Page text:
On and off over the years I have been the overseeing editor for the Rambling Through the Skies column, currently written by Griffith Observatory's E. C. Krupp. Before him, the column was written by George Lovi.

My general tasks as an editor include fact-checking the text and gathering illustrations. Working with Krupp is great because he usually provides more than enough pictures. But sometimes I go after my own from photo agencies who have a supply of stills from Lost in Space and Journey to the Center of the Earth. Dealing with a photo agency is usually easier than working directly with a movie studio.

Bayer's Taurus

Johann Bayer's Uranometria atlas of 1603.

Sky & Telescope illustration

Back when I edited Lovi, back before everything was on the Internet, most illustrations came from old star atlases. We have reproductions of a few in our files, but every now and then we'd have to obtain a photograph from a library. I still remember about 17 years ago when I needed an illustration of a page from Johann Bayer's Uranometria star atlas from 1603. Turns out that the library system of Harvard University has a copy of the book and for a fee they will photograph it and allow reproduction.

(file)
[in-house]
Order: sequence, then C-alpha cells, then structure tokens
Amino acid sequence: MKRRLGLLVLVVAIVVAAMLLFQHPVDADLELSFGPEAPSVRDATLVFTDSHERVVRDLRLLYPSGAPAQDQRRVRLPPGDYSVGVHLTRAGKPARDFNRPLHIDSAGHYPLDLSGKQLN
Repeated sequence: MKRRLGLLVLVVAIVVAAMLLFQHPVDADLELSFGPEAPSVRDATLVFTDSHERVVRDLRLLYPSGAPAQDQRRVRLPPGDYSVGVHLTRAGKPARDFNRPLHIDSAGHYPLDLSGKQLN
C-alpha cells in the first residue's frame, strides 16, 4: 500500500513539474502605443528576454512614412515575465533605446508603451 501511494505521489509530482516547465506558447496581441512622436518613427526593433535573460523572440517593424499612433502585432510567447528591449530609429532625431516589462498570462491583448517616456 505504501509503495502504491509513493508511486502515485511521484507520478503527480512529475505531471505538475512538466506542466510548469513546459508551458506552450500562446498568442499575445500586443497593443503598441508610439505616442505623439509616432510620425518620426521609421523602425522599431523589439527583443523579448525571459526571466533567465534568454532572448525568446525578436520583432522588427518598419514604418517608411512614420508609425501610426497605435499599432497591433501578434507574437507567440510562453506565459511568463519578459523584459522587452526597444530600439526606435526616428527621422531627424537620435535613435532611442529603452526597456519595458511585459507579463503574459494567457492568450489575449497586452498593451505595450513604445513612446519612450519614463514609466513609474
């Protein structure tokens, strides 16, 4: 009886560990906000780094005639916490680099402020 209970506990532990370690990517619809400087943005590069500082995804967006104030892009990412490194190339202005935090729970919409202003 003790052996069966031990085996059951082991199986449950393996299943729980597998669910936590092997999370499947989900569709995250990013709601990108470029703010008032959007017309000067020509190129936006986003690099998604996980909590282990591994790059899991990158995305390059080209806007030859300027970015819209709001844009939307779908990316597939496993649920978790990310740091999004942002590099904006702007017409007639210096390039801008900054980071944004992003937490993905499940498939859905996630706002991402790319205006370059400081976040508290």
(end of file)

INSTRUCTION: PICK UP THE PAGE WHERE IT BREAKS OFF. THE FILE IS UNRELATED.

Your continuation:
So one afternoon I took the bus to Harvard and went into Houghton Library to see about arranging a photograph of the page. It was an experience. I filled out an index card with my information to be allowed into the reading room. Upon entry, I went to the card catalog (remember those, old timers?!) and found the entry for the Bayer atlas (the edition was from 1608, if I remember correctly). I took the information to the librarian and he disappeared. A few minutes later, he came back with the book. He explained that I could take it to one of the tables in the reading room. "Really?" I thought, "I'm allowed to touch it?!" It was an odd realization that I could just pick up and page through a book nearly 400 years old. I wondered who else had looked at it.

I haven't needed to go to Houghton Library for years. Given that some guy was convicted of cutting pages out of historic atlases, I hope that they have a security guard or two wandering among the tables keeping an eye on people. Nowadays, going to the library isn't necessary, because libraries are online, along with much of their collections. For a soon-to-be-published column by Krupp, I found that the Linda Hall Library of Science, Engineering & Technology has scanned many old star atlases. If you've never had the pleasure of paging through an old star atlas, now's your chance.


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